Moral distress among disaster responders: what is it, and can we do anything about it? A scoping review
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Series/Report no.:PREA Conference. Ethics and Humanitarian Research: Generating Evidence Ethically. The Fawcett Event Center, The Ohio State University, Columbus, Ohio, March 25-26, 2019. Presentation. Session 14. Oral Presentations 5. Paper B.
Moral challenges are frequently encountered by healthcare personnel involved in disaster response. Elevated needs and lack of time and resources, demands taking difficult decisions and priorities. Such challenging situations might lead to consequences such as moral distress and affected wellbeing, if the responder is left without support or not being able to find morally acceptable solutions in the situation. Therefore, disaster responders must be well trained and mentally prepared to manage morally challenging situations. To do so, more systematic knowledge is needed about the type and extent of moral challenges that responders face and how they deal with them. Research on moral distress is derived from non-disaster challenges in high resource settings and there is unclarity regarding different definitions and concepts of moral distress. This study elucidated how the concept of moral distress among disaster responders is defined and explained in the literature. A scoping review was used to systematically map the literature where 16 documents using the phrasing: moral stress, moral distress, ethical stress and ethical distress concerning disaster responders or humanitarian workers were included. The study found that different concepts describe the same phenomena where moral distress can be summarized as: a stressful reaction developed when a responder cannot follow inner moral values in various situations in disaster response. Three different types of definitions of moral distress were distinguished as referred to in the documents. Furthermore, risk- and protective factors for the development of moral distress and its potential consequences was summarized and illustrated in a conceptual model.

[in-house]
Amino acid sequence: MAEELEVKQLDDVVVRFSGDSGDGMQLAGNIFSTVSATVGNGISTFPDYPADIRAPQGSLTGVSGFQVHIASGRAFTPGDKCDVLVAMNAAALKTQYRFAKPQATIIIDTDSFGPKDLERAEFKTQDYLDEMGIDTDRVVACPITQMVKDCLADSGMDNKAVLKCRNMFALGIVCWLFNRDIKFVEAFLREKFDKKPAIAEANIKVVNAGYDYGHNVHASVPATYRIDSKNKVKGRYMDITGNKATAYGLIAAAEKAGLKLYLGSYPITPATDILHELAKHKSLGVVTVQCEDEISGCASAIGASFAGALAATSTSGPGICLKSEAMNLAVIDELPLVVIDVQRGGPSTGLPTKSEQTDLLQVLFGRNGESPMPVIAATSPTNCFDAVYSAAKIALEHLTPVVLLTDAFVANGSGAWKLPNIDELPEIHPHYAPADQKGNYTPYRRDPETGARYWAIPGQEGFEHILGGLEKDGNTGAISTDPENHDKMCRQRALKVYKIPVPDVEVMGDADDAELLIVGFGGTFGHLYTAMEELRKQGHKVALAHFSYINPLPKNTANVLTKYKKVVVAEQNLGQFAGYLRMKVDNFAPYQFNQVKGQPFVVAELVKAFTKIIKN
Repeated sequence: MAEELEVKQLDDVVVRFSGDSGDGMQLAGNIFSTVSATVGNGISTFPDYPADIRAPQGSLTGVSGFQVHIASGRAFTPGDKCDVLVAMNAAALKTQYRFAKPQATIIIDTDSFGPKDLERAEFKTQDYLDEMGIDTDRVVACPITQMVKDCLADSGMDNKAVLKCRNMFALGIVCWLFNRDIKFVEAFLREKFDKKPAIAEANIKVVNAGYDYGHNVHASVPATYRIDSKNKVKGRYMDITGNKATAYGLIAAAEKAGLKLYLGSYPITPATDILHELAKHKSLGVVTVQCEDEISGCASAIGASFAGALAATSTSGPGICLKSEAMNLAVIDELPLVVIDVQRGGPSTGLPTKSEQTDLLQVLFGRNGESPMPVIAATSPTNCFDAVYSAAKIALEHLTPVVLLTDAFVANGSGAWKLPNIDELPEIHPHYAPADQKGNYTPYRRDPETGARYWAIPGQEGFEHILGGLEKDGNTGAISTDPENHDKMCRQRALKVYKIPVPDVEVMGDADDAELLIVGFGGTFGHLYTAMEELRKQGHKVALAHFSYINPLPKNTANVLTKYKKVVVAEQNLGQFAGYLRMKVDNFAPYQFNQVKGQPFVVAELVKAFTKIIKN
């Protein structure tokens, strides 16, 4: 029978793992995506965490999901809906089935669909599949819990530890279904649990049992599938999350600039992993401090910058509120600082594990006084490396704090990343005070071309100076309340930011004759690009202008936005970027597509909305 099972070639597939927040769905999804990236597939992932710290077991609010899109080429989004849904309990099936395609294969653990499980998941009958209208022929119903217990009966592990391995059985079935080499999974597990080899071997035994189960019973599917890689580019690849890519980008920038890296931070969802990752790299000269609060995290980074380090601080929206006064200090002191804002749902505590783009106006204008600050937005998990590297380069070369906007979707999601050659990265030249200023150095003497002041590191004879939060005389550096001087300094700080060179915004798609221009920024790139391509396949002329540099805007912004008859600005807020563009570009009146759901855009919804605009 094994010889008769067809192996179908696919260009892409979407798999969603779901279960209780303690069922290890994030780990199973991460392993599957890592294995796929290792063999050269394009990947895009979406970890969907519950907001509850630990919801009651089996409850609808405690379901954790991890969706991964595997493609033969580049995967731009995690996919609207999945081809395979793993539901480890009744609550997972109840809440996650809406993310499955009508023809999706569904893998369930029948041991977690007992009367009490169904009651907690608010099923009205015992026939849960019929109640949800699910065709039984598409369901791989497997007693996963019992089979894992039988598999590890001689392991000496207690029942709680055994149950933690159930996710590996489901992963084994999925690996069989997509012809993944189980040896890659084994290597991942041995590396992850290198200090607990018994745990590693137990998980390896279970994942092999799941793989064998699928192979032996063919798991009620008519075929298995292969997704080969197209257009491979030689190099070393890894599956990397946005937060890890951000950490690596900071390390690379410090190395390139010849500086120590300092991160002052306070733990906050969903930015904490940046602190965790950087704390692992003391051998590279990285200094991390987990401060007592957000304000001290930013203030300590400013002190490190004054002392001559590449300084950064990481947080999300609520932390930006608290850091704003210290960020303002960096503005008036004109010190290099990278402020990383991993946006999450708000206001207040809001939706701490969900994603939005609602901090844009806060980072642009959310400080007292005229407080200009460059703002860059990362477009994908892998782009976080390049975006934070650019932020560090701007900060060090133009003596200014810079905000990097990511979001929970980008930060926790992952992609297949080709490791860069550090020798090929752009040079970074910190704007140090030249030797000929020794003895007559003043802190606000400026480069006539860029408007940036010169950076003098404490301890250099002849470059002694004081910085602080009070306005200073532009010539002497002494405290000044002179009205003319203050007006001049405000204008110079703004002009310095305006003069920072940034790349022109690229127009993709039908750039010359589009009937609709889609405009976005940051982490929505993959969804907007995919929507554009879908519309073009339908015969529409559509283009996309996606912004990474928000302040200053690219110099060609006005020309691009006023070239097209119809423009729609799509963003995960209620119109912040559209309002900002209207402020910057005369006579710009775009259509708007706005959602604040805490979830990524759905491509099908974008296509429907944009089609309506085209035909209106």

AUTHOR AFFILIATION: Martina Gustavsson, Karolinska Institutet, the Center for Research on Healthcare in Disasters, Sweden, firstname.lastname@example.org
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